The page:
How Much Do You Need to Retire in Your 40s?
Early retirement – it seems like an unattainable dream, doesn’t it? For most people, the reality is working until you’re 65 at the least, and possibly beyond that point.
However, early retirementcan happen. You just need to know the answer to how much you need to save to retire at a given age. It’s even possible to retire in your 40s, giving you even more time to actually live your life, rather than working it away for an employer.
Of course, it’s not quite as simple as that. In addition to learning how much you’ll need to save to retire, you also need to know a few other things, and you’ll need to dispel a couple of myths.
How Much Do You Need to Retire: The Lie of the 4% Rule
If you’ve spent any time at all planning for retirement, then you’ve at least heard of the 4% rule. Basically, this rule says that a family that spends just 4% of its retirement savings per year will have enough money to last through their entire retirement.
For example, if you had $1 million saved up for retirement, you would be able to spend $40,000 per year and never have to worry that you’d run out. Does that hold true for those who retire early, though?
No, it doesn’t. Moreover, it might not hold true for those who retire at the conventional age, either. There are many factors that will affect this, from longer lifespans enjoyed by today’s population, to increasing inflation to the potential for a financial emergency to arise.
Given that, is it actually even possible to retire at 40? Yes, it is. The trick is to get away from the 4% rule and learn to live by something else.
It will result in less money to live on, but ultimately, it allows you to retire earlier and enjoy better peace of mind about the security of your wealth and its ability to last for the rest of your life.
The New Investment Rule to Retire by 40
So, what’s the new rule you need to live by? Simply put, it cuts the old rule in half.
In order to determine how much you will have per year to spend, you need to divide your age (or that of your spouse if he/she is younger than you) by 20.
This gives you the percentage of your savings that you can spend each year and still have money to last through retirement. If you’re 40, that would be 2%.
A 40-year old with a million dollars in savings would be able to spend $20,000 per year. That doesn’t sound like much, does it?
However, it does work, and there are ways to offset the reduced annual spending cash.
We’ll use the example of Joe Udo here. He actually managed to do exactly what you’re contemplating – retiring early, at age 38.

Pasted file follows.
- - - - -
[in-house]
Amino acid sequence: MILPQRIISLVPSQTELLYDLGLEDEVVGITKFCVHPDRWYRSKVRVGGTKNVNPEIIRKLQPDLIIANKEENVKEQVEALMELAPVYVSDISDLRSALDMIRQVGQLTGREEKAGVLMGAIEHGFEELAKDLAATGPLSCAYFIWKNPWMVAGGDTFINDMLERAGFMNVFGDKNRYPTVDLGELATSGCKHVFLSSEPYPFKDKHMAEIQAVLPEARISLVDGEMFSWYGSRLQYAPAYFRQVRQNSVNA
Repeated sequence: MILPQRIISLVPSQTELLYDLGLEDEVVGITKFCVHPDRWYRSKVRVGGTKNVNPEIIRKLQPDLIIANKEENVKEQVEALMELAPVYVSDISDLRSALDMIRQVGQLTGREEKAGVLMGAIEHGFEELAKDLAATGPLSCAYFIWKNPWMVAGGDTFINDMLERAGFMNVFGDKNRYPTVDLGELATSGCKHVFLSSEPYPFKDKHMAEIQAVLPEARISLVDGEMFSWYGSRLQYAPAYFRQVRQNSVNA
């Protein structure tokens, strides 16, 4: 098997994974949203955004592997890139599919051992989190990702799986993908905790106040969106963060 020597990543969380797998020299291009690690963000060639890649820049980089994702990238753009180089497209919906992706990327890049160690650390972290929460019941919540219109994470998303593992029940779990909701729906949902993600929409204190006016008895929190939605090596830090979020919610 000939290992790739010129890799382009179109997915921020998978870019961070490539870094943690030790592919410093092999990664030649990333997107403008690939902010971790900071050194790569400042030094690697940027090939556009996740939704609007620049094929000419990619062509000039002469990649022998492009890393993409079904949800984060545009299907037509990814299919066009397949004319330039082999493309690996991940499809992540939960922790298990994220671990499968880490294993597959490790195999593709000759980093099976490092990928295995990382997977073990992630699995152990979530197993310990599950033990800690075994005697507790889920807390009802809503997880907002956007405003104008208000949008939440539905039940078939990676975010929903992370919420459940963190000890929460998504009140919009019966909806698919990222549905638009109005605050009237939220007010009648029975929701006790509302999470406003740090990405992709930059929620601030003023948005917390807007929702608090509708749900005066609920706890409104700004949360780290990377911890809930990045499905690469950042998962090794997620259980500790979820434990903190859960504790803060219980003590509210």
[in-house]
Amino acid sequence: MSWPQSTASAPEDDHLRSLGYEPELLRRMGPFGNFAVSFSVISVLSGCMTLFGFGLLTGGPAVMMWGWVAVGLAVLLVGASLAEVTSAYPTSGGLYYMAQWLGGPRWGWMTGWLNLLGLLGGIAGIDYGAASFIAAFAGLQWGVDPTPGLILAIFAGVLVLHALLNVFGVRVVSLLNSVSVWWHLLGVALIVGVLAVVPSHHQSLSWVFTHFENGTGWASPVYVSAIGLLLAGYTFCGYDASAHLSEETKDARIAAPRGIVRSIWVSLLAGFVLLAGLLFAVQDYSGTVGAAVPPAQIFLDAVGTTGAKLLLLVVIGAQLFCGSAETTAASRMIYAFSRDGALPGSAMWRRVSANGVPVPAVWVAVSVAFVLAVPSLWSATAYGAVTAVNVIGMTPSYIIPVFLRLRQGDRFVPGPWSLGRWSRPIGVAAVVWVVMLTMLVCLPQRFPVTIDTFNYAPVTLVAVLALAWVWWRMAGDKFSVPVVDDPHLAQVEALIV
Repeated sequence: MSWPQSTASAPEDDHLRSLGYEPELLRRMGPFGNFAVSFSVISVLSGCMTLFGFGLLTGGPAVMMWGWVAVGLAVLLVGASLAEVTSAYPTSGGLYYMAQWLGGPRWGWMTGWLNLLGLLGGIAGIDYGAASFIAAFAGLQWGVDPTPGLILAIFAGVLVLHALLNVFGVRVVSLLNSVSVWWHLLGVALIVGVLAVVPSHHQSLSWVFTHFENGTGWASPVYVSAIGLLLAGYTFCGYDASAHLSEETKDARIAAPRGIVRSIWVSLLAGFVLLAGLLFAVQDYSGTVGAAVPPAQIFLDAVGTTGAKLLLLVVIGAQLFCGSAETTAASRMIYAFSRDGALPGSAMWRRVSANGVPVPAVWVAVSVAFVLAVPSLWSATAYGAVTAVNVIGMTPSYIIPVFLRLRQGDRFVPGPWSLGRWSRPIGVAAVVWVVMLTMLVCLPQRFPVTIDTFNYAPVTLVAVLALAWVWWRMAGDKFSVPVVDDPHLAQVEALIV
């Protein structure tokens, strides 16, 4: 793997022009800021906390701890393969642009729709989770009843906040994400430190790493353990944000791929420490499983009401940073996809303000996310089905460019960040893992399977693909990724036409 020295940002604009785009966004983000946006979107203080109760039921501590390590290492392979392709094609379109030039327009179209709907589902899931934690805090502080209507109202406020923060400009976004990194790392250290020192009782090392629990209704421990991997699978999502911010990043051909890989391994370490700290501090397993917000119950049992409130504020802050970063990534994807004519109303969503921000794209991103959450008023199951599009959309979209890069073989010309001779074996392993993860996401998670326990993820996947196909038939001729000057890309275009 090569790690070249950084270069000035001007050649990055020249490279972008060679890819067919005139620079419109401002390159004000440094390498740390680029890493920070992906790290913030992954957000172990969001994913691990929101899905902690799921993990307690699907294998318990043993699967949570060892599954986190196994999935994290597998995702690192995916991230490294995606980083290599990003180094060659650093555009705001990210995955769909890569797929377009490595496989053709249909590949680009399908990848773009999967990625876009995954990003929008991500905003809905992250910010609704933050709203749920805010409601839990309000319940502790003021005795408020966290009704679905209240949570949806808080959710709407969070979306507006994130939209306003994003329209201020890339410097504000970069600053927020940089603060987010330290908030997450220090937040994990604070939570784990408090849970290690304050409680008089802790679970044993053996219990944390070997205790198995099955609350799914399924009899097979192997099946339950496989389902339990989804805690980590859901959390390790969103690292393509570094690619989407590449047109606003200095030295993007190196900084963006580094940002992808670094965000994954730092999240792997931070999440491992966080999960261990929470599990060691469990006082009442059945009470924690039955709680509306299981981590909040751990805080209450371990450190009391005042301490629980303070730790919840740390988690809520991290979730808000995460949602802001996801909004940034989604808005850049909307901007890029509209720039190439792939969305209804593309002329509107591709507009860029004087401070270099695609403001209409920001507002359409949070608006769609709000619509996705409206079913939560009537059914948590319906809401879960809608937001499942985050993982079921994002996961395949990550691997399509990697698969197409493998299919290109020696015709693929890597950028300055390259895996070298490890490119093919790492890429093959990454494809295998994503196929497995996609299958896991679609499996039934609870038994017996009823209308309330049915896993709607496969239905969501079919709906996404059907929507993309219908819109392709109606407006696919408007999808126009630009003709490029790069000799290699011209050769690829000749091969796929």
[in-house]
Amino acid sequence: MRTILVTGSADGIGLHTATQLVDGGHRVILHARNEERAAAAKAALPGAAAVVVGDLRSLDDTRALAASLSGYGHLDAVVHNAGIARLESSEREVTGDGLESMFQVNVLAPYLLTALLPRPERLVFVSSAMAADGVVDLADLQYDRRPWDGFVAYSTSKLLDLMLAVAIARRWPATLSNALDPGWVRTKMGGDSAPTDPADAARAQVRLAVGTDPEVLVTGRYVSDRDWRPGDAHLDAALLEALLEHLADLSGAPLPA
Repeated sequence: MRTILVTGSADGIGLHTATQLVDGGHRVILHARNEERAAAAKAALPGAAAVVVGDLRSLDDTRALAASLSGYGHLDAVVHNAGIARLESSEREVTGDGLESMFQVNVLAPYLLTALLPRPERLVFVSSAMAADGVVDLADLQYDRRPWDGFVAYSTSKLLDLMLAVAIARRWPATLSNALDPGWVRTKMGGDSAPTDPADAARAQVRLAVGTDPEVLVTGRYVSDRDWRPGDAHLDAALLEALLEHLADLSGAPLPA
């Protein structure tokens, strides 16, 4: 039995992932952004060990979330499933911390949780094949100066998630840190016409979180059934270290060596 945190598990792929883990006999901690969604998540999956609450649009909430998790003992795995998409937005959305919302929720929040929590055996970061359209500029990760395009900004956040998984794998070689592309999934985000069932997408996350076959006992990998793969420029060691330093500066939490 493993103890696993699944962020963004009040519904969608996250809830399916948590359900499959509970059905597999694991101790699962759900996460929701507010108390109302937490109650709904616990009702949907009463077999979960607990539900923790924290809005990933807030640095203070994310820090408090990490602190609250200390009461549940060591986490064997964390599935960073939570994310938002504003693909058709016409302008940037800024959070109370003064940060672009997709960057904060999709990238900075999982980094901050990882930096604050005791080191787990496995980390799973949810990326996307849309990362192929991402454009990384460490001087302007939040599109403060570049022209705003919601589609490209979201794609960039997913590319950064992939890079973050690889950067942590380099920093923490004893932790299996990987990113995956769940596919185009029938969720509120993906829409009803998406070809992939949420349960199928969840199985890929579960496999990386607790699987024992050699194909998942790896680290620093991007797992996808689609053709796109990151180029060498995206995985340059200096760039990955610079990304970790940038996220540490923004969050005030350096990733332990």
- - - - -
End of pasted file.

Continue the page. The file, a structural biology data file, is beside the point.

Joe worked as a computer engineer. His wife worked in human resources. The couple ran a two-year test to see how they could live on just one income and tracked their expenses.
The result? Joe was able to retire from his job (his wife still works, but is planning to retire by 2020). Today, they own a couple of income-producing rental properties, as well as $1.4 million in savings.
Combined, the entire family is able to live on just $50,000 per year, which includes Joe’s wife’s income, as well as the returns from their investments and rental income.
Not only do they manage to survive on this, but they can actually continue to save money and to save for their son’s education.
In addition to applying the new rule and learning how much do you need to retire, you need to make additional changes. These are broad ranging, but definitely doable.
One of the first things you’ll need to do is pay off debt. That includes student loans, auto loans, and credit cards. Student loan debt alone can be crushing, forcing you to work decades longer than you would otherwise have to, so take care of it early.
If you want to follow Joe Udo’s example and retire at 40, you’re going to need to make some sacrifices. These aren’t large things, but they will affect your lifestyle.
For instance, rather than paying $5 per cup of coffee at that big chain, make it at home for pennies per cup. Rather than eating out for lunch every day, brown bag it. Let dining out for dinner become a special treat every now and then, rather than the norm.
Don’t Count on Social Security
If there is one flaw with Joe Udo’s overall plan, it’s that he counts on earning Social Security once he hits age 65. While that’s fine in theory, understand that Social Security may not be around, or if it is, it might pay out much less than the small amount it does now.
While you should factor Social Security earnings into your retirement planning, it’s best not to count on it and to have alternate solutions in play long before you reach the age where disbursements begin.
Build a Bond Ladder
Investing is a crucial component of retiring at any age, much less early. And, while you can (and should) put some of your money into stocks, bond investments are actually better.
With high-quality corporate bonds, you can create a bond ladder that offers a predictable stream of income, as well as guaranteed capital repayment on the maturity date.
By investing in a series of bonds with different maturity dates, you guarantee yourself a predictable, reliable stream of income for a very long time. Once all the bonds in the ladder have matured, you can rinse and repeat.
Save 20% of Your Income
As a final note, make sure that you’re able to save 20% of your annual income. Anything less will not allow you to retire early. In fact, it might make retirement at 65 difficult, pushing that date off by several years.